So, Harper, wife Kayla and seven-month-old son Krew headed home to Las Vegas, where they could be surrounded by family and friends.

At a safe social distance, of course.

The coronavirus health crisis has brought the sporting world to a standstill and Harper, like everyone else, is just waiting it out, trying to stay safe. He makes quick trips to the grocery store and helps his wife cook dinner. He even tried his hand at grilling steaks for the first time last week. Apparently, they were good enough that he may be enlisted to man the grill again someday.

Harper and his wife last week made a donation of $500,000 to charities in Las Vegas and Philadelphia that help those in need.

"Just being able to look out for our neighbor and help out here in Vegas and Philly," he said. "I grew up here in Vegas. I love this place more than anything. Then being able to come to Philly last year and have the fans and city open their arms to me, I just wanted to give back to them a little bit. We're just very fortunate to be able to do that.

"Hopefully it helps a lot of people out, helps them through a hard time and puts a smile on their face. Give them a little bit of happiness and less stress in their life with what's going on right now."

Harper is not sure when baseball will be played again. He hopes that there will be a season in some form, wants to play as many games as possible and is willing to play into the winter, in warm-weather cities, to make it happen. He has continued his intense physical workouts back home in Vegas.

Harper signed a 13-year, $330-million contract with the Phillies a year ago. He arrived in the Phillies clubhouse with a superstar reputation but doesn't project that in the clubhouse. He is very down-to-earth. He loves mixing with his teammates. He keeps up with their doings at home via group text. (Maybe it's called Bryce Updates. Who knows?)

While Harper and his mates hope for a season in some form, there is a real possibility that there will be no season at all. Baseball, like the rest of the world, is at the mercy of this beast known as coronavirus. If there's no season at all, J.T. Realmuto would hit the free-agent market next offseason without playing a game in 2020. The Phils had hoped to sign him to an extension before opening day, but the sport was shuttered two weeks before the scheduled opener and there is now a freeze on negotiations.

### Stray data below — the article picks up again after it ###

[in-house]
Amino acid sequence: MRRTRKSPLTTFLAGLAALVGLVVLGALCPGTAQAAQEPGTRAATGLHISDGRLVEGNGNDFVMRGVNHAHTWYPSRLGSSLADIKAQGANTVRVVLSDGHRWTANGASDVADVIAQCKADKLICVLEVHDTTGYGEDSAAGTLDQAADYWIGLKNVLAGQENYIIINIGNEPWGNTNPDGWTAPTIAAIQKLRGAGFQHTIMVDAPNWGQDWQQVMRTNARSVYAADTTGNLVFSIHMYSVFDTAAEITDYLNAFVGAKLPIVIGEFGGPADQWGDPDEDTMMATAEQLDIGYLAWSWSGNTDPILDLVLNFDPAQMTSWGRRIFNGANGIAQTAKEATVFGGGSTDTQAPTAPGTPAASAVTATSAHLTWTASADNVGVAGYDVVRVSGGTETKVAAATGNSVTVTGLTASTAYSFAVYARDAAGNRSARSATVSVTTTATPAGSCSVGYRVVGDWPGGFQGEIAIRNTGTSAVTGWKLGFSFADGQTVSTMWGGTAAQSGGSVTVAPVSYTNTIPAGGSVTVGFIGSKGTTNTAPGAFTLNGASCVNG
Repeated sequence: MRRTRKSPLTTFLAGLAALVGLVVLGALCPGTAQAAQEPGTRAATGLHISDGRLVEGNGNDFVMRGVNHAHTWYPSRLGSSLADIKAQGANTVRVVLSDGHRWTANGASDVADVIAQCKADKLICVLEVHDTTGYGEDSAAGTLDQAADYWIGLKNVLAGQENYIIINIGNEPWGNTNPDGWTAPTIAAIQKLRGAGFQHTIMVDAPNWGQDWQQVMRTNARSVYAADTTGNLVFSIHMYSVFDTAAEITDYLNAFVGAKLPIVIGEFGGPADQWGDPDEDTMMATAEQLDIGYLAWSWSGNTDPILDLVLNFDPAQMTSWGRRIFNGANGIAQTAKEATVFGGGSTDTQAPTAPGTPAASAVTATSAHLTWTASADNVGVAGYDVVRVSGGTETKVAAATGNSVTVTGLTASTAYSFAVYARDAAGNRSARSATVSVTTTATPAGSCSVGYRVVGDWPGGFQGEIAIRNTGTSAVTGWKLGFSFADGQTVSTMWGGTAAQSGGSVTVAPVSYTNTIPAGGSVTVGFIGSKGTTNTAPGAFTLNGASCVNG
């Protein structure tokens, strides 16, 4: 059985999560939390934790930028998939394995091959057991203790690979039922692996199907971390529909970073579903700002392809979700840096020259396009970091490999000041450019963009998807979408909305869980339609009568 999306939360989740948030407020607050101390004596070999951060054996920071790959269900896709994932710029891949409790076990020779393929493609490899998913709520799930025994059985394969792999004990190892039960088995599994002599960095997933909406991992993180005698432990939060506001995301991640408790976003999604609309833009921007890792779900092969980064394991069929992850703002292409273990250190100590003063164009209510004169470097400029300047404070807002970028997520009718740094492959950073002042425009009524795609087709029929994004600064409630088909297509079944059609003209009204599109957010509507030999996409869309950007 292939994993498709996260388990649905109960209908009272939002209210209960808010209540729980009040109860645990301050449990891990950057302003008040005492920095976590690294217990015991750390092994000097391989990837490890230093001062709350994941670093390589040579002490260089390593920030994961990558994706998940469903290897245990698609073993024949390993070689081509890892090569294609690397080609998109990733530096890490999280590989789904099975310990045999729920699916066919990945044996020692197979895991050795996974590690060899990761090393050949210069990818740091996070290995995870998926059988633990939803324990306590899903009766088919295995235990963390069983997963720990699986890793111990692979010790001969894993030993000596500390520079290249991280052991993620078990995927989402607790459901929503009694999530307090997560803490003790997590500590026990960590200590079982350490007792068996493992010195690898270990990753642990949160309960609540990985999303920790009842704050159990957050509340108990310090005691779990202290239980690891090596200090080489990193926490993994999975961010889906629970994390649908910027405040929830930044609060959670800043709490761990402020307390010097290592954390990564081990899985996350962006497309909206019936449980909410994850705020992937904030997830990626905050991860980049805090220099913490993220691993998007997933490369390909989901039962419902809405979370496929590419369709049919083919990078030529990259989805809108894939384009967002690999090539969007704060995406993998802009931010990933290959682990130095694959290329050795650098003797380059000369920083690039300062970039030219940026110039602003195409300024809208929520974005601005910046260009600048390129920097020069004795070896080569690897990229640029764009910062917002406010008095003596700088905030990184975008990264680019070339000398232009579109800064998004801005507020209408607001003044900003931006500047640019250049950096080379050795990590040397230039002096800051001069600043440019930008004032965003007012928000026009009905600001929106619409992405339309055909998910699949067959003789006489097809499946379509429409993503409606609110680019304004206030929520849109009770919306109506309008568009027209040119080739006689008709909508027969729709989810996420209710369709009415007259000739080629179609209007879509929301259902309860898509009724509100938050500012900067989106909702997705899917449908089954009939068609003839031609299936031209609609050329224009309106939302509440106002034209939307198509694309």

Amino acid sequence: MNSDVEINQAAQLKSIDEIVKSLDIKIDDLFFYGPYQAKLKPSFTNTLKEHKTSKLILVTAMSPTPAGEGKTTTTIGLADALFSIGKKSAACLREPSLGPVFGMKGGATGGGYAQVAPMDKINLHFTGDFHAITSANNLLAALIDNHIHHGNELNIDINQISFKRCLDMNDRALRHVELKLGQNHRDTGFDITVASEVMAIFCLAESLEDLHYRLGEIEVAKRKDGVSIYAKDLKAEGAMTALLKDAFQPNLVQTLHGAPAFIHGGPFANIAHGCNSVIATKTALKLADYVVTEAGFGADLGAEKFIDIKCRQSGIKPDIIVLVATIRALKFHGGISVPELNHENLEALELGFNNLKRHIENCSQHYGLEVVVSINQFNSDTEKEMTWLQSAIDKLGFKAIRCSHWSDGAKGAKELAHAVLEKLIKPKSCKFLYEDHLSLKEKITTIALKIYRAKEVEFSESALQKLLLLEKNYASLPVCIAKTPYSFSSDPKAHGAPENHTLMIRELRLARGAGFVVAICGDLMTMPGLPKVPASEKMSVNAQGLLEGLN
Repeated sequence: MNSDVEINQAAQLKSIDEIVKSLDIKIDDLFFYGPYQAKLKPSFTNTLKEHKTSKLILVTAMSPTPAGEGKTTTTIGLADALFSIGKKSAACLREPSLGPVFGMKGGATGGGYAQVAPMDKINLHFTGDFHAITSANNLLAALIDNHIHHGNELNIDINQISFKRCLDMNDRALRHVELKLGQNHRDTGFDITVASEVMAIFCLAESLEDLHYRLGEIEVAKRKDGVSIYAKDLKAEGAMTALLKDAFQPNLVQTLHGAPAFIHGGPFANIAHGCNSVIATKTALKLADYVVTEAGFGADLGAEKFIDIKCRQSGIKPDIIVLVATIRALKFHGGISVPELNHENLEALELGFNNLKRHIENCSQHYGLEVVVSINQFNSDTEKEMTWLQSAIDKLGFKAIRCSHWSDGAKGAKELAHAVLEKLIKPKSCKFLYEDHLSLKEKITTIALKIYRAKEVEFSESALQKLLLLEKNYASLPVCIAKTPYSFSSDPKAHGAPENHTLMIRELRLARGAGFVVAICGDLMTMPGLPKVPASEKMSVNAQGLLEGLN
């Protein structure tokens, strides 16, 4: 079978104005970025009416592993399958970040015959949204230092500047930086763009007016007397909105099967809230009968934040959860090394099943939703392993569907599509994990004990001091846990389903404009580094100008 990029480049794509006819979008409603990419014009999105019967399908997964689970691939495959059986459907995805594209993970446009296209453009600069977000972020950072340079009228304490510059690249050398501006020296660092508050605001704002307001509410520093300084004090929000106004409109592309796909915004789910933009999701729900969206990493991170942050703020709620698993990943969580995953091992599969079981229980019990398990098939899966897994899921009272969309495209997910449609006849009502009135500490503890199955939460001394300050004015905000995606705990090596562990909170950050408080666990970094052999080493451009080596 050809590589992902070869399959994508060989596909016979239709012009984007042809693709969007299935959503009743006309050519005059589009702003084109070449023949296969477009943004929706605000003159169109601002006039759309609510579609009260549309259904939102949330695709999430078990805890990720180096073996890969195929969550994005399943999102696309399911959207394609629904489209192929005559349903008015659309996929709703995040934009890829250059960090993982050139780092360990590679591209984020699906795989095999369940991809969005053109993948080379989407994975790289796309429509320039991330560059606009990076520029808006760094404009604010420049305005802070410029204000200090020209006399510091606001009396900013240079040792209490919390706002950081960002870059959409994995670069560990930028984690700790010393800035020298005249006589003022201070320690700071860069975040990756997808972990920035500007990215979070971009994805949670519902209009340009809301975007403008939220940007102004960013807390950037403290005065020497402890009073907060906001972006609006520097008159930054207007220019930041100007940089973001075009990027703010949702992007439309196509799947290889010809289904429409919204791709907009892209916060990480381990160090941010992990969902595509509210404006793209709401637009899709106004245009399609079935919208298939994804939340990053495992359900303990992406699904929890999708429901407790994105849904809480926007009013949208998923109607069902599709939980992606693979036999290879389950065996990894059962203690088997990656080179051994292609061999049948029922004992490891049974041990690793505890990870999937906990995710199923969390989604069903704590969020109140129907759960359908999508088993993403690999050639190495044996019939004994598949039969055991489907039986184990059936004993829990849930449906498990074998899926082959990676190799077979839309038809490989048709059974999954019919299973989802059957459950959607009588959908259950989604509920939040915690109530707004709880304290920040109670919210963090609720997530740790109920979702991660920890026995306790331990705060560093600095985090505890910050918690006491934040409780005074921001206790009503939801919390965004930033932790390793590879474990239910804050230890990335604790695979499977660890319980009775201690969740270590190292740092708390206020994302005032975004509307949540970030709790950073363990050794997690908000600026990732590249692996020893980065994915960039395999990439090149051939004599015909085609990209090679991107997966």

At some point, the Phillies will have their chance to retain Realmuto.
 
Harper is confident his teammate will be around for a while.

"I think the Phillies organization absolutely loves J.T. and our team absolutely loves him as well," Harper said. "He's the best catcher in baseball. He's a great person. He's a great family man. He's a guy that we need in our clubhouse. I think the Phillies fans understand that as well. Us as an organization, we have to understand that he's going to help us in the years to come and if you want the best catcher in baseball then we'll make that happen.

"But at this time, of course, it's shut down, but I don't think anybody should fear us not getting J.T. back. I want him more than anything, so I mean it's something we need to make happen as an organization. But you know when that time comes, then (GM Matt) Klentak and (managing partner John) Middleton will make that decision and hopefully, he's back in Phillies red."